Live music has returned to the East Aldine Town Center amphitheater for the second year in a row, drawing the attendance of jazz and Latin music fans as well as relatives and friends of student performers allied with the Diaz Music Institute.
But behind the rhythms and showmanship are qualities that many leaders expect will contribute to the long-term future of the community, its residents and the East Aldine Management District, which built the Town Center.
Mead Middle School Band Director Matt Adamson, whose jazz ensemble students contributed to a free public Latin Jazz Festival concert at the Town Center on Saturday, April 23, sounded the note about the long-term benefits of such events.
Music education is key in developing “critical thinking skills” in students, he said.
“We teach so much more than music. Being in any performing art just transcends everything else they do in life, big-time,” Adamson said. “They’re the ones doing the creating, taking the responsibility, taking ownership (of the music) and that just helps build a better community.”
Adamson said he loves teaching music.
“These kids make it so easy to get up in the morning, and they make it hard to leave at night,” he said.
Events like these also continue to contribute to a new, dynamic image of the East Aldine area.
“Programs like this are exciting. They give other people a chance to come enjoy what we have to offer in East Aldine,” said Selina Valdez, performing arts chair of the East Aldine Arts Council, a committee of the management district. “It’s just great to have so many other communities come out here to perform.”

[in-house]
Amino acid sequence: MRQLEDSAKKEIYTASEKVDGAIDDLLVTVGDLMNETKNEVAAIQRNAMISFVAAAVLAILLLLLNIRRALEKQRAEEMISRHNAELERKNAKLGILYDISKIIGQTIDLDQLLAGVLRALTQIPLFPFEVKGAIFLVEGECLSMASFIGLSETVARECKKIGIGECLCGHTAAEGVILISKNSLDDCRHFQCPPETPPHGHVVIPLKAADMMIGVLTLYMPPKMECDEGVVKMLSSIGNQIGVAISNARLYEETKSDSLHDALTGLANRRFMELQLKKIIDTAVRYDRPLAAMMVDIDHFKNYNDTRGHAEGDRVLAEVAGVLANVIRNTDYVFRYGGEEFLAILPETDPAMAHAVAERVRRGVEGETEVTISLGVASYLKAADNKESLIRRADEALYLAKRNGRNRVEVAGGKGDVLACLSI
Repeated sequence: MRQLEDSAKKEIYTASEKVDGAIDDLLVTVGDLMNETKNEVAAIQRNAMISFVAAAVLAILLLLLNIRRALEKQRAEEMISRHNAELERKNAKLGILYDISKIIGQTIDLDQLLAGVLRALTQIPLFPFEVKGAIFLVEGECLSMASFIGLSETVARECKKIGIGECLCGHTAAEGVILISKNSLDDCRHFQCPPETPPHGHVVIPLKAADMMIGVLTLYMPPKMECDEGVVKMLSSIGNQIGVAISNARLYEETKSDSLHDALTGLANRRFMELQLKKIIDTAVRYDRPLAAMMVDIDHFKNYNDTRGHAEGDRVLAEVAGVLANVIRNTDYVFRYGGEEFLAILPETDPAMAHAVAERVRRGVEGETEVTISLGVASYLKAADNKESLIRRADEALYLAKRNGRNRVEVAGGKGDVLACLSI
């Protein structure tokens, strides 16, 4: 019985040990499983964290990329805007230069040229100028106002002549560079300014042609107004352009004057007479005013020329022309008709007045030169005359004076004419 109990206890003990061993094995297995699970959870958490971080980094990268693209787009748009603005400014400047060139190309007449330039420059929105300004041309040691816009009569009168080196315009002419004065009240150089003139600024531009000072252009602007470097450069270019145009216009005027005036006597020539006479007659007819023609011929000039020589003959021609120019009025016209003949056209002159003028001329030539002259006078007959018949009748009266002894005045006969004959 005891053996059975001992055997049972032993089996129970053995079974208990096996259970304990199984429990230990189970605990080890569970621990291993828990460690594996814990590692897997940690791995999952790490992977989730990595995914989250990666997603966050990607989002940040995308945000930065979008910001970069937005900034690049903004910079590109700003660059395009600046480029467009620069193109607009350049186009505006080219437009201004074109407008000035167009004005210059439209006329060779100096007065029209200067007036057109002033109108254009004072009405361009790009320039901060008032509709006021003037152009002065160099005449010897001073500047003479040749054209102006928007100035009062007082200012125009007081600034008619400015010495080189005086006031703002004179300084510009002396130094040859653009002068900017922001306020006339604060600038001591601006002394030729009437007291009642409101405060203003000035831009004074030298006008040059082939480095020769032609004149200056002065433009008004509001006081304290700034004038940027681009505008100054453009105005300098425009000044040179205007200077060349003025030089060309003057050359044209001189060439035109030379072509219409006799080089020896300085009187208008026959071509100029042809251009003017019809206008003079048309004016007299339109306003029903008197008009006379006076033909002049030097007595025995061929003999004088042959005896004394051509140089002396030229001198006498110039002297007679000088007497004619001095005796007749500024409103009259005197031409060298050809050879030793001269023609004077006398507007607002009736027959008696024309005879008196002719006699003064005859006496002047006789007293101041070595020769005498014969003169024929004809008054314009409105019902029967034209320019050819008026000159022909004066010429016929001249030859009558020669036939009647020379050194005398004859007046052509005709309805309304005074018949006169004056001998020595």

The festival drew musical talent from several area school districts and a crowd of about 300 audience members, who gathered in lawn chairs and beach blankets on the grassy hillside as a spring breeze brought some cool relief from the sunny skies and hot sounds emanating from the stage.
Appreciative applause interrupted the musical stylings offered by students from the Diaz Music Institute, which includes students from East Aldine’s MacArthur High School. Their acclaimed and talented director Jose Antonio Diaz organized the festival, which included a handful of art vendors, a petting zoo and a couple of food trucks.
But it was the music that was on display, attracting students from the Hambrick Middle School Jazz Ensemble and the Mead Middle School Jazz Ensemble, The festival also attracted the Atascocita High School Jazz Ensemble, the Big Horns Jazz Ensemble from Waltrip High School in Houston, as well as the Golden Bear Jazz Ensemble and the Blue Jazz Ensemble, from Hastings and Elsik High Schools from Alief.
“I love the atmosphere, I love the activities out here, and I think the kids are having a great time out here today,” Adamson said.
Diaz founded the private Music Institute in 2002 and served for 35 years as director of music at MacArthur. A Grammy-nominated educator and LULAC Teacher of the Year, Diaz continues to oversee the institute’s famed band, Caliente.
The Institute is internationally recognized as a leading organization for teaching and developing Latin and jazz. It is also recognized for shaping Hispanic musicians into successful careers: 100 percent of participants in the Institute are high school graduates. Since the Institute was created, its students have earned more than $2 million in college scholarships.
During the festival, Diaz was busy introducing the other bands while keeping a watchful eye and ear on his students. At one point, he sent a group of institute students to work in a booth handing out free books to younger kids in the crowd.
Before the music festival, talented artists from Aldine’s Rose M. Avalos P-Tech High School were honored with a display of their art work at the BakerRipley Center in East Aldine.
— by Anne Marie Kilday